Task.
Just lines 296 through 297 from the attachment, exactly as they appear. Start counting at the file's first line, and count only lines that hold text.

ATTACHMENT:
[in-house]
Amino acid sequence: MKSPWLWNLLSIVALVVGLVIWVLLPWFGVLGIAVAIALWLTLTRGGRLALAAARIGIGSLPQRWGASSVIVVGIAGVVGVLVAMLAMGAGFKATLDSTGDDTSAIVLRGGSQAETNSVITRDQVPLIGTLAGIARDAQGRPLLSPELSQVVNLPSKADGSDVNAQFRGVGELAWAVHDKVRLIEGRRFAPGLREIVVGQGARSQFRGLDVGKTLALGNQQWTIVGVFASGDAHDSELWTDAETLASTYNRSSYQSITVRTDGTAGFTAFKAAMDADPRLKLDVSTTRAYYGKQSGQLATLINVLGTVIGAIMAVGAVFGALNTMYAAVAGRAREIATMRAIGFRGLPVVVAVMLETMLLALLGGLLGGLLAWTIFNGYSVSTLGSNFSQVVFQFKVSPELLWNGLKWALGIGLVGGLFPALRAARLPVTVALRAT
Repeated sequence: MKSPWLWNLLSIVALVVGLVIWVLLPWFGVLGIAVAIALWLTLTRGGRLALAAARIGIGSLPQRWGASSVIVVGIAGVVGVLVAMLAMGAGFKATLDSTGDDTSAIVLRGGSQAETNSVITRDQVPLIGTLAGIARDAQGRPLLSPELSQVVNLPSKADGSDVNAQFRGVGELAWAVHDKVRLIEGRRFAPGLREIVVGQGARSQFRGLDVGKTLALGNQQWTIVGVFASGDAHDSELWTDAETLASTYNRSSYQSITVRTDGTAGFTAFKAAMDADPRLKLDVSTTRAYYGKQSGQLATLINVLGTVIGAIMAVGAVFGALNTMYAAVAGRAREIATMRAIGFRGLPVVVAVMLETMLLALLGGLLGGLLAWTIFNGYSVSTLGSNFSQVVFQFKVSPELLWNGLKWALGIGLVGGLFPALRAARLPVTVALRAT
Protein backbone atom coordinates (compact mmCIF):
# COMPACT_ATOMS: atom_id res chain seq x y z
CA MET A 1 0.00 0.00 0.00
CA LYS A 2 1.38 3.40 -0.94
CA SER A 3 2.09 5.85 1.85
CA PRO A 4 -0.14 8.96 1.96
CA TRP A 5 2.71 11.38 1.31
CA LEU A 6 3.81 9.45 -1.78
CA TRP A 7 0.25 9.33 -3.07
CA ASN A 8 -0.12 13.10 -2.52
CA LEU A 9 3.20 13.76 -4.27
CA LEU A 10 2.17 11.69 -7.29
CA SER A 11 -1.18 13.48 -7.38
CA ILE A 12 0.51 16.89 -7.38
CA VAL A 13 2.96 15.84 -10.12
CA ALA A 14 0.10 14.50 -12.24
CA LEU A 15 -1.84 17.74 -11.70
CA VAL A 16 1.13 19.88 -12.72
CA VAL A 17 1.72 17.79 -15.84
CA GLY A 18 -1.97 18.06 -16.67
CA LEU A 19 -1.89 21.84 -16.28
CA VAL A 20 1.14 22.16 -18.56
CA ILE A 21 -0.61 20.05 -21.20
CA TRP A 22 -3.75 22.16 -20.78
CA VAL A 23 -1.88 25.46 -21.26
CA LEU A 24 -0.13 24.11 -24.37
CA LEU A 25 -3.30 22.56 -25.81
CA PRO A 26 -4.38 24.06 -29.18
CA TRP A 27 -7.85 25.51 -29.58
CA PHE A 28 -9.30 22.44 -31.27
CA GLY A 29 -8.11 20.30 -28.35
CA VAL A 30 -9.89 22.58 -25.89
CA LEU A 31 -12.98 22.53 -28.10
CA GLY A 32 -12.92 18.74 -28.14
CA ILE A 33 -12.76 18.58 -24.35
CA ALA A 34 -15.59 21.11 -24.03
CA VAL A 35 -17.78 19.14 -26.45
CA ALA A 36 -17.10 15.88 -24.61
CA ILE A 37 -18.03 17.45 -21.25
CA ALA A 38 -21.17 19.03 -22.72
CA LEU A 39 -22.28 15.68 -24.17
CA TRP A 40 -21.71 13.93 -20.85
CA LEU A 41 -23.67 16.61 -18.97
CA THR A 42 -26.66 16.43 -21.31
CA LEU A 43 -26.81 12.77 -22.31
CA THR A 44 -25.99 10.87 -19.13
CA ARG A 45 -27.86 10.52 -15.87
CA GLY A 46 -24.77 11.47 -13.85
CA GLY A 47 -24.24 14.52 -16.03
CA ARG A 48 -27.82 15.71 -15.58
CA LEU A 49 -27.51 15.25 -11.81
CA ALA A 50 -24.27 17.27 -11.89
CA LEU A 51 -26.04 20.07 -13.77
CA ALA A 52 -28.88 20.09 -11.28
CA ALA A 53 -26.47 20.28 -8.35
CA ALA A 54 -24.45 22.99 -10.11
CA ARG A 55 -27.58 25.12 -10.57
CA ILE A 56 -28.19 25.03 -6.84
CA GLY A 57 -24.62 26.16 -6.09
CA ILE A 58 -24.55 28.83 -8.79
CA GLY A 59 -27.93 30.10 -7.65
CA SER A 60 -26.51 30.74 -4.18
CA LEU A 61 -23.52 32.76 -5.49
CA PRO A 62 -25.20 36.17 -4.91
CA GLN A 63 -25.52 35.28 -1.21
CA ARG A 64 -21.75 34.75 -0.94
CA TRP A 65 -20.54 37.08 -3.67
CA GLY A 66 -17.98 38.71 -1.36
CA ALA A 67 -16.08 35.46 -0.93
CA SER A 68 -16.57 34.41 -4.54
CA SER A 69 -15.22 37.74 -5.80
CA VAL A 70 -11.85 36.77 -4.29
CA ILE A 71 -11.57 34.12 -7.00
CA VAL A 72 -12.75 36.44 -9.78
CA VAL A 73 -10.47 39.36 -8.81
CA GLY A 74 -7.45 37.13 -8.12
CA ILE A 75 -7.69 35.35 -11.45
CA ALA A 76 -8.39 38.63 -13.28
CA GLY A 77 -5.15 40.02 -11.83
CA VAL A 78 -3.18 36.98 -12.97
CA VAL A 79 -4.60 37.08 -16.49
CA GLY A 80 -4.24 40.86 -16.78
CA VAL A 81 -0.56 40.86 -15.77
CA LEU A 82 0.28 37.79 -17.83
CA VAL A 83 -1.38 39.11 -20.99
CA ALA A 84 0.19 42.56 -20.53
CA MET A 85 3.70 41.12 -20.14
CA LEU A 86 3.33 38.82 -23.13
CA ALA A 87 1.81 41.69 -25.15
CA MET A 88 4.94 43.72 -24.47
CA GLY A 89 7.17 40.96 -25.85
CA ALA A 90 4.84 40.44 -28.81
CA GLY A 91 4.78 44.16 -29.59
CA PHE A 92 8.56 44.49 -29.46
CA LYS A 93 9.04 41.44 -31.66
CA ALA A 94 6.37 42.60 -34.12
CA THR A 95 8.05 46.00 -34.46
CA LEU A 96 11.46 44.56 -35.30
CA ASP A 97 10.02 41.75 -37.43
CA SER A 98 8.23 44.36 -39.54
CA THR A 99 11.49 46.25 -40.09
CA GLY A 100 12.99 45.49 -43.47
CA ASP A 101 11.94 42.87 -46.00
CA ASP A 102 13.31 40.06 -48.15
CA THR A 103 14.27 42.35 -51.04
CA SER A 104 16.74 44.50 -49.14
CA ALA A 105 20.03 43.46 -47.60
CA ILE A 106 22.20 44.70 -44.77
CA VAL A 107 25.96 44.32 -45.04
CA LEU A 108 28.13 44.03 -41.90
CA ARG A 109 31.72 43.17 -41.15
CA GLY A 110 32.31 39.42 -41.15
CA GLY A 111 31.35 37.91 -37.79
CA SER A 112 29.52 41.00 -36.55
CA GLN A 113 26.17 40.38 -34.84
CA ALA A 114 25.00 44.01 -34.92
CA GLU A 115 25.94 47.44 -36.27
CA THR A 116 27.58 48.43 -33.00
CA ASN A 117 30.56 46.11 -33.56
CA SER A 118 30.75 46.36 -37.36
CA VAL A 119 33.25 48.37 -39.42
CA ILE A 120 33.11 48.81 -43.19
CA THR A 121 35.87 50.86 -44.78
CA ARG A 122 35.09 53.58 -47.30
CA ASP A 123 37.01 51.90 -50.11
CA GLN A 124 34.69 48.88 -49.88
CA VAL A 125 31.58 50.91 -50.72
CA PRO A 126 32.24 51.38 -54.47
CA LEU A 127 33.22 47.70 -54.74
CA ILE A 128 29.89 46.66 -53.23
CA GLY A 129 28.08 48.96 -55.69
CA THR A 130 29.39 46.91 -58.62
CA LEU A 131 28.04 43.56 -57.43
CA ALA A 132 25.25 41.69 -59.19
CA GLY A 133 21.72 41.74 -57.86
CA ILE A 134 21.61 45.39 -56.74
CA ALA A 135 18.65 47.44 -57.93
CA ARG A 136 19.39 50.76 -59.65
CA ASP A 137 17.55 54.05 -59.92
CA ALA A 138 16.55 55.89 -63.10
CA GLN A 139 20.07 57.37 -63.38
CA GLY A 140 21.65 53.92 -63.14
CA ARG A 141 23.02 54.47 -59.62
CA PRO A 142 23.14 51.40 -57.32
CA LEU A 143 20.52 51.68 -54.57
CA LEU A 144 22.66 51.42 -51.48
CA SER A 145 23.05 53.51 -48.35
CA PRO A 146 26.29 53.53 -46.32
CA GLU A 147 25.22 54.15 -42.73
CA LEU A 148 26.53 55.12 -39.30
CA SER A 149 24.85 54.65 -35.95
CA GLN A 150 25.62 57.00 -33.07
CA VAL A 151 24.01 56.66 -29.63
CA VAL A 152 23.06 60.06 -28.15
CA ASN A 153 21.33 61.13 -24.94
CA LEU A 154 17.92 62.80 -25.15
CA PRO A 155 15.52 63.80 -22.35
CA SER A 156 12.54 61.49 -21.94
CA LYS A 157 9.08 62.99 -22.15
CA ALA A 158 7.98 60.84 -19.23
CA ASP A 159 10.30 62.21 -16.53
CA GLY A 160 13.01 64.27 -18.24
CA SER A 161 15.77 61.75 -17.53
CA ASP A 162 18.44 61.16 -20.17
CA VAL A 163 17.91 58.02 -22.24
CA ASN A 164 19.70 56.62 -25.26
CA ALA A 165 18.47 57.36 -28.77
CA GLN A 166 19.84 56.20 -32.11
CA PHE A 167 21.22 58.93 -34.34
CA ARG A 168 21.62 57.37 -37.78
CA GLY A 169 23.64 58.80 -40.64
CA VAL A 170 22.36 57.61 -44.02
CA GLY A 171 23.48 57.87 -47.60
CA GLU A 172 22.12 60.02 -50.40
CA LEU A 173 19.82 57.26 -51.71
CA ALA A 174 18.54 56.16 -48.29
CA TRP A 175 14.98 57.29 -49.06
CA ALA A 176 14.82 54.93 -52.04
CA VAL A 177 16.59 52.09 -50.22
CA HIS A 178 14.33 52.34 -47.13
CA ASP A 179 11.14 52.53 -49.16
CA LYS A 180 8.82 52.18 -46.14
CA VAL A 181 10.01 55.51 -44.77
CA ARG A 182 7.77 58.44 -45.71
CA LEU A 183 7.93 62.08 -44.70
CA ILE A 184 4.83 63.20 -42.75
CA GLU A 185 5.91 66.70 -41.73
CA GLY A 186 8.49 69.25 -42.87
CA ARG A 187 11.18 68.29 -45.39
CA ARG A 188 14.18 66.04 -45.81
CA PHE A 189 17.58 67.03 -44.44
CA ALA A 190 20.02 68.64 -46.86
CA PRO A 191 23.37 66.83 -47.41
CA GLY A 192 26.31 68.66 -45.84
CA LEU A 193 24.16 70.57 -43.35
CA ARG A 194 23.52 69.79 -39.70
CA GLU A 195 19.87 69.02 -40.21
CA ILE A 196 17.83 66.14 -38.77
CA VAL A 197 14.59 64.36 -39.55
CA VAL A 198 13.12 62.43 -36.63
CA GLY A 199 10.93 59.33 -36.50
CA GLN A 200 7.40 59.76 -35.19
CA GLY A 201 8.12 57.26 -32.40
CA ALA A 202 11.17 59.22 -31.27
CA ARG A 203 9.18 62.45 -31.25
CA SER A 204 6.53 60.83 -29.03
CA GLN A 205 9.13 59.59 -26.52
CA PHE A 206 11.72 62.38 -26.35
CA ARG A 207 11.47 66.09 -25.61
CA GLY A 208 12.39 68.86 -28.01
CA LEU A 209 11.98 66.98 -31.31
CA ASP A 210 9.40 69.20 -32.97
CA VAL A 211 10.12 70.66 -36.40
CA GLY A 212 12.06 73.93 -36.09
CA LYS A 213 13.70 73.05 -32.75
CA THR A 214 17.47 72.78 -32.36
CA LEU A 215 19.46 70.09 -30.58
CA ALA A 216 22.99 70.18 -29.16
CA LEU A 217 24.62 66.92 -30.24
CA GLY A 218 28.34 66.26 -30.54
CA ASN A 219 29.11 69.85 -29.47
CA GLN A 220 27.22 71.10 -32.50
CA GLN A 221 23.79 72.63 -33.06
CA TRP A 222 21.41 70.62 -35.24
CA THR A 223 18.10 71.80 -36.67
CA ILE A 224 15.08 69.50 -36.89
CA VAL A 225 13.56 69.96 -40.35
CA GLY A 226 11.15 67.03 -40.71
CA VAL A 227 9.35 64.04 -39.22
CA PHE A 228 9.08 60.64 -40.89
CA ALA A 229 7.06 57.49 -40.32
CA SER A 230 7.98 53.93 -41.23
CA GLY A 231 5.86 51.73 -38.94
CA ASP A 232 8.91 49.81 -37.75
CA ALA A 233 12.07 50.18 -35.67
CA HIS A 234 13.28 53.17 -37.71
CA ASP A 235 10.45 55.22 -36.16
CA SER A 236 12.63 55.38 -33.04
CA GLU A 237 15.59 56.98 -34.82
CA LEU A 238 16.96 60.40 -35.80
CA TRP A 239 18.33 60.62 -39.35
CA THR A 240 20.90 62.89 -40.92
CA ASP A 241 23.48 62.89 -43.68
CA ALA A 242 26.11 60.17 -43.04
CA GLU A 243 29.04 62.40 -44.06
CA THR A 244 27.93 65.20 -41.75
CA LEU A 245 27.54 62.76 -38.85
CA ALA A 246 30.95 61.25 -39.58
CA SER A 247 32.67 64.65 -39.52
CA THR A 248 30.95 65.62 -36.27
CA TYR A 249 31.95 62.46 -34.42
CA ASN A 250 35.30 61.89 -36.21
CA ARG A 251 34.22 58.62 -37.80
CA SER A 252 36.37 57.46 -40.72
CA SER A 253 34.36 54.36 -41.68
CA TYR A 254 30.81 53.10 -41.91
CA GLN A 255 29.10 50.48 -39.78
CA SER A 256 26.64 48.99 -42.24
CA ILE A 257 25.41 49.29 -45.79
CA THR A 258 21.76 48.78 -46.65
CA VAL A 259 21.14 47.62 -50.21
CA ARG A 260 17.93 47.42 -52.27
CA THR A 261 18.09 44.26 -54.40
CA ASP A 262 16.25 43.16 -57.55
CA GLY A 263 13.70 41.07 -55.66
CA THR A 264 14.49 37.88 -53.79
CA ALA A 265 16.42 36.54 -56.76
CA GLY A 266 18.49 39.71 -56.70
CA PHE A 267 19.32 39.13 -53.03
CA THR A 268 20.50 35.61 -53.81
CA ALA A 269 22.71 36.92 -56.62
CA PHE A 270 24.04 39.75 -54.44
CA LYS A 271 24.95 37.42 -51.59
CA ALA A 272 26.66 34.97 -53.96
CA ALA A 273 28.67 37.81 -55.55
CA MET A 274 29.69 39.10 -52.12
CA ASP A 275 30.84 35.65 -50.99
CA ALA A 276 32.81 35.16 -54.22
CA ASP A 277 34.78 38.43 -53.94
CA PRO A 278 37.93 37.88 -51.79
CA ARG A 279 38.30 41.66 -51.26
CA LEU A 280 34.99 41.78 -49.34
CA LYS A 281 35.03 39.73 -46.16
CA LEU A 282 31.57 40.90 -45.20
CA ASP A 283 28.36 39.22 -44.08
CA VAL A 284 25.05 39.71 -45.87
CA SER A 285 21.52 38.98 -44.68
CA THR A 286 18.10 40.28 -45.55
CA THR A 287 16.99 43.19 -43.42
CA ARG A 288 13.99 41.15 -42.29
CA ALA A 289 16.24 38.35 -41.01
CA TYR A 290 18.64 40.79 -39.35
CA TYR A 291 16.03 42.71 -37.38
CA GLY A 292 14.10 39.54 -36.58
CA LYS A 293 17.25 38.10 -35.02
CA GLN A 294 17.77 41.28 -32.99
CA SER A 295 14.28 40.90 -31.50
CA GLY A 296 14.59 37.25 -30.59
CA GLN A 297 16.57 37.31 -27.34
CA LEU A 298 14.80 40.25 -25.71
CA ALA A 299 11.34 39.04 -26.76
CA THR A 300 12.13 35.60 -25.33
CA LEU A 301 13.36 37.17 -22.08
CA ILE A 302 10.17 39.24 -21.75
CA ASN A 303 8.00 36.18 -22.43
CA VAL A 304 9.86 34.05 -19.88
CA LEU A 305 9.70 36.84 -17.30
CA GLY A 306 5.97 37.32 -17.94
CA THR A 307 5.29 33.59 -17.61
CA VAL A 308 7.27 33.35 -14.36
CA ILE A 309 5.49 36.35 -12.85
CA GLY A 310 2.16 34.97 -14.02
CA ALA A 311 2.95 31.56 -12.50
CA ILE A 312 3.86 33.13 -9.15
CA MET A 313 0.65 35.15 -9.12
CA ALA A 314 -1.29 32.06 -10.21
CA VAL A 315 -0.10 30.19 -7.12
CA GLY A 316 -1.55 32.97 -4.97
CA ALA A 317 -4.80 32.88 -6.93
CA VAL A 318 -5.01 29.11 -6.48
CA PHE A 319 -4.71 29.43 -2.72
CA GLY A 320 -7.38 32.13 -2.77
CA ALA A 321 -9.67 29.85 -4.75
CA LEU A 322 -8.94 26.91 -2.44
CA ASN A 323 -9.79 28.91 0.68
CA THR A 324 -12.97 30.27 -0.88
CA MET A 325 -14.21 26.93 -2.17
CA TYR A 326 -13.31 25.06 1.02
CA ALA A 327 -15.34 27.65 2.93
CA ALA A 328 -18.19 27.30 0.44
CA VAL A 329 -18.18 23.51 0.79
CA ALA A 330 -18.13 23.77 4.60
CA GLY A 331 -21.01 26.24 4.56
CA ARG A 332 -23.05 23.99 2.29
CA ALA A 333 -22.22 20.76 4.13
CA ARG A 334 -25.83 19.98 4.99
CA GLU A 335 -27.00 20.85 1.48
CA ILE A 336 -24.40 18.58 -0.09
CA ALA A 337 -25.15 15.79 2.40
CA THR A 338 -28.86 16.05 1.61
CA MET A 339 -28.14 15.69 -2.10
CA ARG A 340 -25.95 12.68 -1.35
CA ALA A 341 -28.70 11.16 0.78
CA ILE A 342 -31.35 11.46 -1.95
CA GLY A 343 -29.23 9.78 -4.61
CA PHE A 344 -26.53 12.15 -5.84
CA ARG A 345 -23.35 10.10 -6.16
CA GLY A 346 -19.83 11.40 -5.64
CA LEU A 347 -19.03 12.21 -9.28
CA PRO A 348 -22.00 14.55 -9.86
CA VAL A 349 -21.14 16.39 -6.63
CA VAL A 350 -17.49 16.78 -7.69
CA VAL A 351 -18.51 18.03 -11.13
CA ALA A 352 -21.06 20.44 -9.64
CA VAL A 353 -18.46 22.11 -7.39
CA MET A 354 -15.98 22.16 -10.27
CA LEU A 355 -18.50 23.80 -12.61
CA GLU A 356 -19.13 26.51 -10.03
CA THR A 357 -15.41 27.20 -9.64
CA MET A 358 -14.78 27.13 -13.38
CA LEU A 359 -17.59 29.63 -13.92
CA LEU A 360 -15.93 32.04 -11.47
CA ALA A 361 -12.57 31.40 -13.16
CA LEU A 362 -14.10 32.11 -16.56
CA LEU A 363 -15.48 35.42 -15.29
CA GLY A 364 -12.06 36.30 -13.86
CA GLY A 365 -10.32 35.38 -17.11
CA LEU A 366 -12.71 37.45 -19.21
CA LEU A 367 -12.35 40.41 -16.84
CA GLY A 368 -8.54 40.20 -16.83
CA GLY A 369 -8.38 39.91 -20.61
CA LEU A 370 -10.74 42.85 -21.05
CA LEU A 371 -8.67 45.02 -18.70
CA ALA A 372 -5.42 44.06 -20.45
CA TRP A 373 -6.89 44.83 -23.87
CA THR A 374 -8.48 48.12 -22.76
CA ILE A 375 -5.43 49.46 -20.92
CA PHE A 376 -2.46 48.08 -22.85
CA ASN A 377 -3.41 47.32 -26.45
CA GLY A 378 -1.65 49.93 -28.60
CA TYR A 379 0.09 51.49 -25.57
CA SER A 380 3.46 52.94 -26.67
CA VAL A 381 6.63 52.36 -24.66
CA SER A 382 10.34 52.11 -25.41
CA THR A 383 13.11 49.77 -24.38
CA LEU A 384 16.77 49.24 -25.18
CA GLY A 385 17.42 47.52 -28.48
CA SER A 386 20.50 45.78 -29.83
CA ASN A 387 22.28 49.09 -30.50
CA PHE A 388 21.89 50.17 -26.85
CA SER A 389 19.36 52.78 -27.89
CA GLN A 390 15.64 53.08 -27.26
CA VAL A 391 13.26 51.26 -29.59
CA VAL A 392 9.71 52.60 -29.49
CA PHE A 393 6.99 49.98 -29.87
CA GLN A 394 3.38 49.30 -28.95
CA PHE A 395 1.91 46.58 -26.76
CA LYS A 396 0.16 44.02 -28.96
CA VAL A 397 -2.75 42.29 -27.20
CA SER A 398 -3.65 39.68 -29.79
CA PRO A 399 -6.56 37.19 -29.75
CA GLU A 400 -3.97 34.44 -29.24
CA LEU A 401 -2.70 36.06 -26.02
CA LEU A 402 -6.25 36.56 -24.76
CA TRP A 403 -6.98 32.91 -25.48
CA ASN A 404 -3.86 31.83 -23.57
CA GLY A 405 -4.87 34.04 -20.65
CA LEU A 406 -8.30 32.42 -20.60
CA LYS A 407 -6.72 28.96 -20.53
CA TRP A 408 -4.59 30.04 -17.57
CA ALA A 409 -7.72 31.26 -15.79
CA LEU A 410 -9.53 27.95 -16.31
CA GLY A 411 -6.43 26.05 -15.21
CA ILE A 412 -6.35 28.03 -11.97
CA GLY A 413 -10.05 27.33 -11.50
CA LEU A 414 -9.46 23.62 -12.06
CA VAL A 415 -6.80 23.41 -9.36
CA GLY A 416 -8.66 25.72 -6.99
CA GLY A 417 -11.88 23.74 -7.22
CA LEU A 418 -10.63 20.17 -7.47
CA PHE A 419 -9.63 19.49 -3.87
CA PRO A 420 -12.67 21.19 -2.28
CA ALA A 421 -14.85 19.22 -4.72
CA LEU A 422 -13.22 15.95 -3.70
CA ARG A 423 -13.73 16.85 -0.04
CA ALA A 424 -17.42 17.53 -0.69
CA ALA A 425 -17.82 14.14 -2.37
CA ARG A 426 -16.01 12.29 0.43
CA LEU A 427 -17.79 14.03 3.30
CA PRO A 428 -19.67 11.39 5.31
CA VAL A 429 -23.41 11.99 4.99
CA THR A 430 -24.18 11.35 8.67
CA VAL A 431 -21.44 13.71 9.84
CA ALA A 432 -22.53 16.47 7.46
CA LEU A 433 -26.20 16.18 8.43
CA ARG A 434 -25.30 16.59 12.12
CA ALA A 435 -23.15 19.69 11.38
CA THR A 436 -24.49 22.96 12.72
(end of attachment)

CA TYR A 291 16.03 42.71 -37.38
CA GLY A 292 14.10 39.54 -36.58